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Premature Evaluation: Caves of Qud

We’re at a weird place in videogames - and possibly in culture in general - where certain tropes have ingrained themselves around the notion of mutation which diametrically misrepresent how it works. I’m not saying that’s entirely a bad thing - Caves of Qud would be a lesser game if it didn’t indulge the fantasy of being able to sprout multiple legs and quills, while farting out a cloud of sleeping gas. Yet it’s peculiar that we have seized upon and so widely propagated such a fanciful interpretation of a process that, when considered as part of evolutionary adaptation, is defined by its sloth, incrementality and a total lack of governing agency.

Each week Marsh Davies sniffs out advantageous evolutions among the many horrendous deformities of Early Access, and comes back with any stories he can find and/or succumbs to a gruesome fate in a Darwinian dead-end. This week, every which way he turns is a genetic cul-de-sac in Caves of Qud [Steam page], an uncompromisingly old-school Rogue-like set in a doggedly lo-fi post-apocalyptic sci-fantasy world, heavy on simulation and mutation both.

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Roguelove: Cogmind Takes Rogue To Space

It’s weird to think now that Rogue was one of those special treats I would get to play on my grandparents’ 386. Rogue, Prince of Persia and Alley Cat. All fantastic. Now, with Cogmind [official site], I’m getting flashbacks to those days, but everything is green and there are guns. Cogmind looks similar to the original Rogue – a Roguelike, you might say – but it’s got a bunch of tricks up its sleeve, such as a Captain Forever-style system for re-building yourself with the parts dropped by destroyed enemies.

It’s just launched a public alpha, which you can purchase if you like the look of the trailer below.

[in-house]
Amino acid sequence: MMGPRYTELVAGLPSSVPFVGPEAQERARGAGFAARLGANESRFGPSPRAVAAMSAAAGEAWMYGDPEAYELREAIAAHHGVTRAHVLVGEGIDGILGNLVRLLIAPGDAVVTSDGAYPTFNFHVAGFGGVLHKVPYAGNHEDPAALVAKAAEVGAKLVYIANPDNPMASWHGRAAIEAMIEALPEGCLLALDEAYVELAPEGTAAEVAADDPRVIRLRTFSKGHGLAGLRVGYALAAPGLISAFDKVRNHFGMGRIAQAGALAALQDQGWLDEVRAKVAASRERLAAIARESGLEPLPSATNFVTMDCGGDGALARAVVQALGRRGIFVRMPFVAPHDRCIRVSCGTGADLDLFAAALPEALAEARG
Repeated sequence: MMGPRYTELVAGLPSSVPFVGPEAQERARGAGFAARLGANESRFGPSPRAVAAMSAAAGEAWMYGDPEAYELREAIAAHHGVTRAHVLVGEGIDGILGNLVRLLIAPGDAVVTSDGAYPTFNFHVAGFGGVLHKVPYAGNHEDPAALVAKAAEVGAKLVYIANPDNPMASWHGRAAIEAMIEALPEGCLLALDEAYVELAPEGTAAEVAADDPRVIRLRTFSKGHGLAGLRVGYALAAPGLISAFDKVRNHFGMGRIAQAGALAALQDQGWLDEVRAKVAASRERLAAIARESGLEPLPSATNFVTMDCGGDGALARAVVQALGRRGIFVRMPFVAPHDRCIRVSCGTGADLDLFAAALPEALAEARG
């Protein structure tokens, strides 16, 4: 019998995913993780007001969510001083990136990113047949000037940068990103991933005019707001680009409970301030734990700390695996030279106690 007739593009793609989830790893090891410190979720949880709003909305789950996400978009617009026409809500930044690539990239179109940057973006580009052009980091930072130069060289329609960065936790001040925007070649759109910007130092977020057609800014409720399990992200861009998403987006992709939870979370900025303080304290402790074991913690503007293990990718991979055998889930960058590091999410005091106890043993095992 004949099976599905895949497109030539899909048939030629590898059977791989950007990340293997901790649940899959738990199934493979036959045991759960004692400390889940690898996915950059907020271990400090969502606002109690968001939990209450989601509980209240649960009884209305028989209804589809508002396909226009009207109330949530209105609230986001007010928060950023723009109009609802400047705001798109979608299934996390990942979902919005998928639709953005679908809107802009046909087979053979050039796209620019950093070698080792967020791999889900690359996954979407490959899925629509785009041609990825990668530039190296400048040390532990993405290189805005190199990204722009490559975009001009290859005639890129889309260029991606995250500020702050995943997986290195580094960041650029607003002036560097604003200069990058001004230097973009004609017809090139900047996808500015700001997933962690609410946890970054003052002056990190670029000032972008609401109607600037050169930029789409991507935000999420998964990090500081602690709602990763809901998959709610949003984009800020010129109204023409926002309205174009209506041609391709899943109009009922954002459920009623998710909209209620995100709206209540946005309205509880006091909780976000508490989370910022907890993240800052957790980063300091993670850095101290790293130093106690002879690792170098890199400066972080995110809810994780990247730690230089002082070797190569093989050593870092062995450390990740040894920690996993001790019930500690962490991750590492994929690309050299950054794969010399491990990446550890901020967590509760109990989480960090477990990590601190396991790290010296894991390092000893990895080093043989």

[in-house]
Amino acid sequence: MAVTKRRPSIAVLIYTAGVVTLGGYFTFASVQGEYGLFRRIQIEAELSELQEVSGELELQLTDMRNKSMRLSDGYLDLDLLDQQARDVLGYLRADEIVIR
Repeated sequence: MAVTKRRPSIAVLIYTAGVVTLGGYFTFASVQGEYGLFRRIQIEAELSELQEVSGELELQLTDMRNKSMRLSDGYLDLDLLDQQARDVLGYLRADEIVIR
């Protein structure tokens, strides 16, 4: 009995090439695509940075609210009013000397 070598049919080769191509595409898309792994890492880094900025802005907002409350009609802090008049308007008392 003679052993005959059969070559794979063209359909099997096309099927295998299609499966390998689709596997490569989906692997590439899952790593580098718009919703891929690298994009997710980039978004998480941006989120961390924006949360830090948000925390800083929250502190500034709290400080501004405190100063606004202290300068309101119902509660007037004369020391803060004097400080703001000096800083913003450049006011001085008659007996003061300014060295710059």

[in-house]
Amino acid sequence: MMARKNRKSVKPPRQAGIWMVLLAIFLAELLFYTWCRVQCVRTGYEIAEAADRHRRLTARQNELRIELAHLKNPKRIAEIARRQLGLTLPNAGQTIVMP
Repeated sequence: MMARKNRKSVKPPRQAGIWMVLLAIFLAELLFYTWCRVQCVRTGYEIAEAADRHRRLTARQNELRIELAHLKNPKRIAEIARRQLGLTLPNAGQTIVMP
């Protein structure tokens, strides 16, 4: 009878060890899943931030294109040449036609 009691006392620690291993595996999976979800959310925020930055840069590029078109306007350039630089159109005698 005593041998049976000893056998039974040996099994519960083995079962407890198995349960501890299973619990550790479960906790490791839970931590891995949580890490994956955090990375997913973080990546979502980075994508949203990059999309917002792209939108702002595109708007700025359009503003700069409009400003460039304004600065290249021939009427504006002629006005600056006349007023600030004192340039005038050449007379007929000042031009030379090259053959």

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Fishy Horror And Noir Mysteries: 7 Day Roguelikes

this is the primordial creek-soup in which all of my fears coalesce into the form of a thundering great carp

The Seven Day Roguelike Challenge has been a reliable source of weird and wonderful experiments for years. This year’s event has now come to an end and while entries often receive extra polish or fixes after the deadline has elapsed, you can read about and download the games right now. I’ve only played a handful but will check back when the voting results are in. For now, I’ve picked out two games that represent the breadth of entries well. Creek Hero is a survival horror game that plays out like a handsome roguelike adaptation of Spore’s first stage, and NoirRL is a semi-scripted ascii detective adventure.

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Likeable Roguelikelikes: Humble Roguelike Bundle

Given that one defining characteristic of Rogue, roguelikes, and roguelikelikes is that you can return to them over and over and enjoy a new experience each time, a whole bundle of them sounds like overkill. Well, that or a squillion hours of mirth for only a few quid.

The Humble Weekly Bundle: Roguelikes 2 launched last night with anywhere from three to six roguelikelikes depending on how much you fancy paying. They include the likes of Road Not Taken, Heavy Bullets, The Nightmare Cooperative, and A Wizard’s Lizard.

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Multiplayer Roguelikelike Crawl Unleashes Co-op Hydra

These wounds!

It’s a while since we covered the multiplayer roguelikelike Crawl but we’re no less enticed by the concept today. It’s still in Early Access but released its v0.3 update on Thursday.